Group Organizer at EA ENS Paris, @ Managing Tense Disagreements
99 karmaJoined Mar 2021Pursuing other degree/diplomaWorking (0-5 years)94110 Arcueil, France



Currently building a workshop with the aim to teach methods to manage strong disagreements (including non-EA people). Also community building.

Background in cognitive science.

Interested in cyborgism and AIS via debate.

How others can help me

I often get tremendous amounts of help from people knowing how to program being enthusiastic for helping over an evening.


Sorted by New
· 4mo ago · 1m read


Thank you for this !
I'm not an expert, but I read enough argumentation theory and psychology of reasoning in the past, so I want to comment on your pitch to explain what I think makes it work.

Your argument is well constructed in that it starts with evidence ("reward hacking"), proceeds to explain how we go from the evidence to the claim (something called the Warrant in one argumentation theory), then clarifies the claim. This is rare. Most of the time, people make the claim, give the evidence, and either forget the explanation of how we go from here to there or get into a frantic misunderstanding when adressing this point. You then end by adressing a common objection ("We'll stop it before it kills us").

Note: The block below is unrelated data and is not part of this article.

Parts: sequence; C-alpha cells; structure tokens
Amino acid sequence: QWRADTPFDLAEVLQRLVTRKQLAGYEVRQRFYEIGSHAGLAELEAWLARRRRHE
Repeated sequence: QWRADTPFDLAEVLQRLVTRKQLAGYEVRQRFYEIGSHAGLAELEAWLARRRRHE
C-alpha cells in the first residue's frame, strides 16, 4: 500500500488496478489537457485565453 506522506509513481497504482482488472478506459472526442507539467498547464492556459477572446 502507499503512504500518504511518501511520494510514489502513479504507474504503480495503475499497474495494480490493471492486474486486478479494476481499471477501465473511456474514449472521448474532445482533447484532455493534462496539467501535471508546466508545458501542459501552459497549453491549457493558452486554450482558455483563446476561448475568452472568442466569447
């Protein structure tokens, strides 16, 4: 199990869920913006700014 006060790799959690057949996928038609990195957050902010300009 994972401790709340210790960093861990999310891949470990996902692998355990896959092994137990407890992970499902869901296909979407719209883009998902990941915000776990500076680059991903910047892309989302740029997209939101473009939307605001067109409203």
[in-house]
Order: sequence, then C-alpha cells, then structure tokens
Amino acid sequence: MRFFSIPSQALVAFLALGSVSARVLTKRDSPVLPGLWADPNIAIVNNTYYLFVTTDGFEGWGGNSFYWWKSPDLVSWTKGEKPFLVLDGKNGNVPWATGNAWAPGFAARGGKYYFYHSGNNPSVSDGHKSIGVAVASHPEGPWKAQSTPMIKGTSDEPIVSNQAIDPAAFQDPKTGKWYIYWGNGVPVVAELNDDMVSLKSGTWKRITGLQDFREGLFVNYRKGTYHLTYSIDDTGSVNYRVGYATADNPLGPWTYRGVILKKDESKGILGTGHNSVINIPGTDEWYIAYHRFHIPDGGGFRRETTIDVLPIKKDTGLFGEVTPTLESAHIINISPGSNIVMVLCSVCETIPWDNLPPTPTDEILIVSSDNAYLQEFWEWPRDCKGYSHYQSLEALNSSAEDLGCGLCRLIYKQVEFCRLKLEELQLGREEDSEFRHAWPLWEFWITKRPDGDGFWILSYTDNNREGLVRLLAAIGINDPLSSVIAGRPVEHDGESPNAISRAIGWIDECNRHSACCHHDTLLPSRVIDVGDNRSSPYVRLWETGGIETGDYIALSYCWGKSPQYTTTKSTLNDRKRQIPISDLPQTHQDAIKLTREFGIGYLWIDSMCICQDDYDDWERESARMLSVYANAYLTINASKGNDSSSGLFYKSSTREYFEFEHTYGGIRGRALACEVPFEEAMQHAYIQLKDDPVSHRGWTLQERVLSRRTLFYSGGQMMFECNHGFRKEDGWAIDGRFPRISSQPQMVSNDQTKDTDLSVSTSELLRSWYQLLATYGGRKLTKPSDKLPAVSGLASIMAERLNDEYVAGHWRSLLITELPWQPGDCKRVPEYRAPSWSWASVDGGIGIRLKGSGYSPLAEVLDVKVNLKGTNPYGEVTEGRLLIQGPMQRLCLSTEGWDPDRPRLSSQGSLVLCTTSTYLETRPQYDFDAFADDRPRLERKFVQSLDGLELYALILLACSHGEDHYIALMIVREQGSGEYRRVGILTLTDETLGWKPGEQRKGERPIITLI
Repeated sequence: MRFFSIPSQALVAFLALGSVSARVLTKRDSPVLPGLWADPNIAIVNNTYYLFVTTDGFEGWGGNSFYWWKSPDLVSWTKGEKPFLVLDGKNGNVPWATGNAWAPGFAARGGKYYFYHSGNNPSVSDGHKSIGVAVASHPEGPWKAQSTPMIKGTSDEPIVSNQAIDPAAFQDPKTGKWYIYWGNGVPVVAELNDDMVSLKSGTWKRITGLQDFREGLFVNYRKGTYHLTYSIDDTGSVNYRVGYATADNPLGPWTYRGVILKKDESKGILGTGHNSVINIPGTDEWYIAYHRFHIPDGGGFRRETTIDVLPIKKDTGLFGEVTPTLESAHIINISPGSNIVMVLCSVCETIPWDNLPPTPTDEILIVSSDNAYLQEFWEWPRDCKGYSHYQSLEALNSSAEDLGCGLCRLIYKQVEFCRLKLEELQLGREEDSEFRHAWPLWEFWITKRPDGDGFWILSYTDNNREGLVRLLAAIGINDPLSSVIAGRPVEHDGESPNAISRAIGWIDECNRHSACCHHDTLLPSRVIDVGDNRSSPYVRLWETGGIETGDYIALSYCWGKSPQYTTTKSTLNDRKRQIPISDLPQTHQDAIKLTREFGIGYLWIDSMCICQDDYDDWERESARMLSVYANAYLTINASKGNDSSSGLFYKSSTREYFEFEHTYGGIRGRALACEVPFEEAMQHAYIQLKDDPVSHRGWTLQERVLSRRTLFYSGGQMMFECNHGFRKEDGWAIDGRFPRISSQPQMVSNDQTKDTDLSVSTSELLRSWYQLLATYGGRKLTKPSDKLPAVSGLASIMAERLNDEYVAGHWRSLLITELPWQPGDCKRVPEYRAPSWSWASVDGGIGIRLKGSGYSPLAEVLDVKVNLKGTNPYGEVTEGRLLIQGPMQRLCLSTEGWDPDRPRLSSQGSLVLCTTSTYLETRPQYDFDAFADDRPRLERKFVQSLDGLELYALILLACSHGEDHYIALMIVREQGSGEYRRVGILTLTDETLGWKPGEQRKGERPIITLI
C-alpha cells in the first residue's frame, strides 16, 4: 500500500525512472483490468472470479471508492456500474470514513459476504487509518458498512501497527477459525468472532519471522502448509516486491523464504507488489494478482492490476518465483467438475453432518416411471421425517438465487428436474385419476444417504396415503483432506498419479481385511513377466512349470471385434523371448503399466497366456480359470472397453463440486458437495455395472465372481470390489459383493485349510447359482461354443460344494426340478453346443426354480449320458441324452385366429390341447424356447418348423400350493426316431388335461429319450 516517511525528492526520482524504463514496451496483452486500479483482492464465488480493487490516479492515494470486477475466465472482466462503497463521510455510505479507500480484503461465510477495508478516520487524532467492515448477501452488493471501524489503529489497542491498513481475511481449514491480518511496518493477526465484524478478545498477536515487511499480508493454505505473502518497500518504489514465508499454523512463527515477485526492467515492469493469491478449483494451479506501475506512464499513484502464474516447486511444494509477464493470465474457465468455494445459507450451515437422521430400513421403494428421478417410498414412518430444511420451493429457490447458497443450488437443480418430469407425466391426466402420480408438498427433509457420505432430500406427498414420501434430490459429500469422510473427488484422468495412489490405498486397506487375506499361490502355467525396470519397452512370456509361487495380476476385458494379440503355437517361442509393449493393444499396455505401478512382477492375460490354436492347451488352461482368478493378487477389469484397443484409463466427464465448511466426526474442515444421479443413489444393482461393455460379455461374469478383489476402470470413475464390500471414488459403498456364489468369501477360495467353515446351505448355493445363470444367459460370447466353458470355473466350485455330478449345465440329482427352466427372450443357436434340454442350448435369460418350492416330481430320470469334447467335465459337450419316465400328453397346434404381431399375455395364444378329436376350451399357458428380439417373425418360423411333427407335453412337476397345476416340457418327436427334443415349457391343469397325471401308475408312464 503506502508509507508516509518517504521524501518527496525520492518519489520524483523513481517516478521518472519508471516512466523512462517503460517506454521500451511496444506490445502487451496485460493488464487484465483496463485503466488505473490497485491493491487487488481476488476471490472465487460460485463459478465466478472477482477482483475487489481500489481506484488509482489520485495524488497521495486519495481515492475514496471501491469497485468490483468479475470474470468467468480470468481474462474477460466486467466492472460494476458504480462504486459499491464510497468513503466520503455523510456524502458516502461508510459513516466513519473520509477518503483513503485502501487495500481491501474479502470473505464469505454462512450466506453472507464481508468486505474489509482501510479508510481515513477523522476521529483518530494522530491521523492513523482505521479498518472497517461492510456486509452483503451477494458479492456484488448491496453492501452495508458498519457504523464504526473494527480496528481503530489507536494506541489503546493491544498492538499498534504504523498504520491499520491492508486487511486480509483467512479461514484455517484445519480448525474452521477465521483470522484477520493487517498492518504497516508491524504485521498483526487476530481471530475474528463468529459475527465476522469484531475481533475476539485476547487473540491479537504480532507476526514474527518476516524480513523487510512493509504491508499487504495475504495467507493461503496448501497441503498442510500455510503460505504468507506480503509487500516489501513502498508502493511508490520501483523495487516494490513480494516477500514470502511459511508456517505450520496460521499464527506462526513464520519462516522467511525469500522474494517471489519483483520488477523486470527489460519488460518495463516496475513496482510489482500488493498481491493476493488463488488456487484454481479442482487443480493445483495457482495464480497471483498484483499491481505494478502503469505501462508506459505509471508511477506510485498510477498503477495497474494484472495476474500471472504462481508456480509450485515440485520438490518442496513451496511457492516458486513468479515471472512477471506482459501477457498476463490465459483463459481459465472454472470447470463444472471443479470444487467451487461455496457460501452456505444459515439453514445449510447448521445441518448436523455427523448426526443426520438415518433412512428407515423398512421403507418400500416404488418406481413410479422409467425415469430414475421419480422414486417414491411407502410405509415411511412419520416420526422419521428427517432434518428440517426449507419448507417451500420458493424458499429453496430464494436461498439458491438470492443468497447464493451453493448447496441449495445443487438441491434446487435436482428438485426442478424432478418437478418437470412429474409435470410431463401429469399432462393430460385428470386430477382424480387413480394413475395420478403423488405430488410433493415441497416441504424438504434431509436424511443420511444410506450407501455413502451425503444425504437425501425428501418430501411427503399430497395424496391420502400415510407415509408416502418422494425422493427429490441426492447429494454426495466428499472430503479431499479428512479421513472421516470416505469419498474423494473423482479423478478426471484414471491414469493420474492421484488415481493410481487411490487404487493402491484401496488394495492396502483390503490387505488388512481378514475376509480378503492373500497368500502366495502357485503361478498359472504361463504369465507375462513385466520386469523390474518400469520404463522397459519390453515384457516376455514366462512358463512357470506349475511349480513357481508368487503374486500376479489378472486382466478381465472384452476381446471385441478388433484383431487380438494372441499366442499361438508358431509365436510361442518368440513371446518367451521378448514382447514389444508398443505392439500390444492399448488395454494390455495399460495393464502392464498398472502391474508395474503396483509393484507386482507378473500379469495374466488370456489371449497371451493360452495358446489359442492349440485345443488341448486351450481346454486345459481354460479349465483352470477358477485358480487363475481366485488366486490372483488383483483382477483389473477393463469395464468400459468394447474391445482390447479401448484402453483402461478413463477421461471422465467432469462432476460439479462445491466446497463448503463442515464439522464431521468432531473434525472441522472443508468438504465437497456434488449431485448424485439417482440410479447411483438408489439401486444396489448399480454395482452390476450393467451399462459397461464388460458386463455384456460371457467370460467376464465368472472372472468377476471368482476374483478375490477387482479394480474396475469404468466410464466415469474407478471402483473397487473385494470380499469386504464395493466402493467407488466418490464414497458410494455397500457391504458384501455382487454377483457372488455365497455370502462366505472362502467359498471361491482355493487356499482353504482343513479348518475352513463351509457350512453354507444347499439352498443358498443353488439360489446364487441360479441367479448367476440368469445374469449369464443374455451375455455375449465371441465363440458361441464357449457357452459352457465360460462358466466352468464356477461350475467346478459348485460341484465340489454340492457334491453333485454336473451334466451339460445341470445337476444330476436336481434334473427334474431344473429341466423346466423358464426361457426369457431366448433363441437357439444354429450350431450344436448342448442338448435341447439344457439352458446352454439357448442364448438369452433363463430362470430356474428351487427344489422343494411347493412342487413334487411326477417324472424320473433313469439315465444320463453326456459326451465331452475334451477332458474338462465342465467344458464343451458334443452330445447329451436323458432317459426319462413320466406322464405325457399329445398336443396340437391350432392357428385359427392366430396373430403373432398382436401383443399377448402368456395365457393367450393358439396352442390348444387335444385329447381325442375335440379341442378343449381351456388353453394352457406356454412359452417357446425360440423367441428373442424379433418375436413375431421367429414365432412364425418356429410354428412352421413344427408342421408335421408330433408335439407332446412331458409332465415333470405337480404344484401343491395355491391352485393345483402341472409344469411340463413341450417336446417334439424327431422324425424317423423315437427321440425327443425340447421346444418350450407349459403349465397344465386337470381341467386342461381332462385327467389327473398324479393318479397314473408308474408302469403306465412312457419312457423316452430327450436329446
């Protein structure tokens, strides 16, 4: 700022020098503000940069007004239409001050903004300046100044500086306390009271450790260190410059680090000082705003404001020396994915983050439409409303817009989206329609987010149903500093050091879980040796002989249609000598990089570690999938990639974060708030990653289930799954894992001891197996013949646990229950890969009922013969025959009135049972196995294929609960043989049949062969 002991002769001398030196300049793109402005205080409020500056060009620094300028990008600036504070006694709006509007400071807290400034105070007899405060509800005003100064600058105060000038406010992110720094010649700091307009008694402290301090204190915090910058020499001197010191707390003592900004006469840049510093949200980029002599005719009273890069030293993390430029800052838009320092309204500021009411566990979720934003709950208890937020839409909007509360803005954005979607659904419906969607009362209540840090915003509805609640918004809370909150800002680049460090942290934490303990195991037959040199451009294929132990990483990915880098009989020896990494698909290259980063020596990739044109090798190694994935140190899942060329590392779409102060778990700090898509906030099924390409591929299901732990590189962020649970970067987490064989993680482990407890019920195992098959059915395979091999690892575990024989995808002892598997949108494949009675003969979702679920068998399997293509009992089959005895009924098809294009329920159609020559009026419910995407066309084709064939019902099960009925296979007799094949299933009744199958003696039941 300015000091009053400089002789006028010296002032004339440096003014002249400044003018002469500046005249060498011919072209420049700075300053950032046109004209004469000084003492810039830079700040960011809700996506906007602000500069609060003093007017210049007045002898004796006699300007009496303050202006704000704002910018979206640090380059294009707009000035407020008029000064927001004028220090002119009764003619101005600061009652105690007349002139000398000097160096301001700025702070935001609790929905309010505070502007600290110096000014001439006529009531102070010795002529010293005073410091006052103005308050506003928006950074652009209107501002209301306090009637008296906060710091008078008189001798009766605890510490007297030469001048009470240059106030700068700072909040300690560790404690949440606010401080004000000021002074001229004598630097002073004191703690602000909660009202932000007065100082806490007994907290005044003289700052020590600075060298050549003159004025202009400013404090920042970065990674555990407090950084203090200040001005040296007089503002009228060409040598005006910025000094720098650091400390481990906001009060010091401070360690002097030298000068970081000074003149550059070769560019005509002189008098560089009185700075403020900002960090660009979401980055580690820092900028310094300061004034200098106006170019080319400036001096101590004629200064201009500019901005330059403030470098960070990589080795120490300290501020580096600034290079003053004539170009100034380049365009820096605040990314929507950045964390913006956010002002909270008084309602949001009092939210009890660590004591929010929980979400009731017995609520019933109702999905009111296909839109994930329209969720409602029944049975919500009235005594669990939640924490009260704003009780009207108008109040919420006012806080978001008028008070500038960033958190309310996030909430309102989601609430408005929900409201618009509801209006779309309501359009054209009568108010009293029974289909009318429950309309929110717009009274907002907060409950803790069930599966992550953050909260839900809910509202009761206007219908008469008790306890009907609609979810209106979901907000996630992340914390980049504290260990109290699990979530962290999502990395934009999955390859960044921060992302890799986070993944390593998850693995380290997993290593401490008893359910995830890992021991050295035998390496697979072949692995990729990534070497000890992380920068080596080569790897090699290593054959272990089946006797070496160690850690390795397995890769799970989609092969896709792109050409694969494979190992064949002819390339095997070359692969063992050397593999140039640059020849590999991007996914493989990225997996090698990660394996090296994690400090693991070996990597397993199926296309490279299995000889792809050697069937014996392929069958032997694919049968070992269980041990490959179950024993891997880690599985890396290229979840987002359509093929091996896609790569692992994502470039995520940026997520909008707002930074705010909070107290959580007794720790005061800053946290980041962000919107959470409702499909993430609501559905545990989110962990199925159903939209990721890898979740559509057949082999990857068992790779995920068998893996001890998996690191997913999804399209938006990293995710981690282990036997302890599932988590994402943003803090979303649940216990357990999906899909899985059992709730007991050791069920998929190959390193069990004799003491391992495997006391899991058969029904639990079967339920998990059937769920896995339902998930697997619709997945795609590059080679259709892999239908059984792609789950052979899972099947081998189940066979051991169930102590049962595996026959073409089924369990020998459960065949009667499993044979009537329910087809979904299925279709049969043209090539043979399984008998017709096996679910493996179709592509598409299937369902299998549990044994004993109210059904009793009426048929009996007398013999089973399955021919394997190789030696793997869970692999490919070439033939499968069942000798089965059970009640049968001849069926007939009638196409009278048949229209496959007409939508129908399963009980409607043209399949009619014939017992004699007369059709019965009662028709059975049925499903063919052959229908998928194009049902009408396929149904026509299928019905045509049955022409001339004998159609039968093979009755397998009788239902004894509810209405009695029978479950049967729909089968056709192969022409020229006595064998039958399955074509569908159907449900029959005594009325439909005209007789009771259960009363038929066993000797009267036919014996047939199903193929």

Here's the passage where you explain the warrant :

If it's really smart, it will realize that we don't actually want this. We don't want to turn all of our electronic devices into paperclips. But it's not going to do what you wanted it to do, it will do what you programmed it with.

This is called (among others) an argument by dissociation, and it's good (actually, it's the only propper way to explain a warrant that I know of). I've seen this step phrased in several ways in the past, but this particular chaining (AI will understand you want X. AI will not do what you want. Beause it does what it's been programmed with, not what it understands you to want. These two are distinct) articulates it way better than the other instances I've seen in the past, it forced me to do the crucial fork in my mental models between "what it's programmed for" and "what you want". It also does away with the "But the AI will understand what I really mean" objection.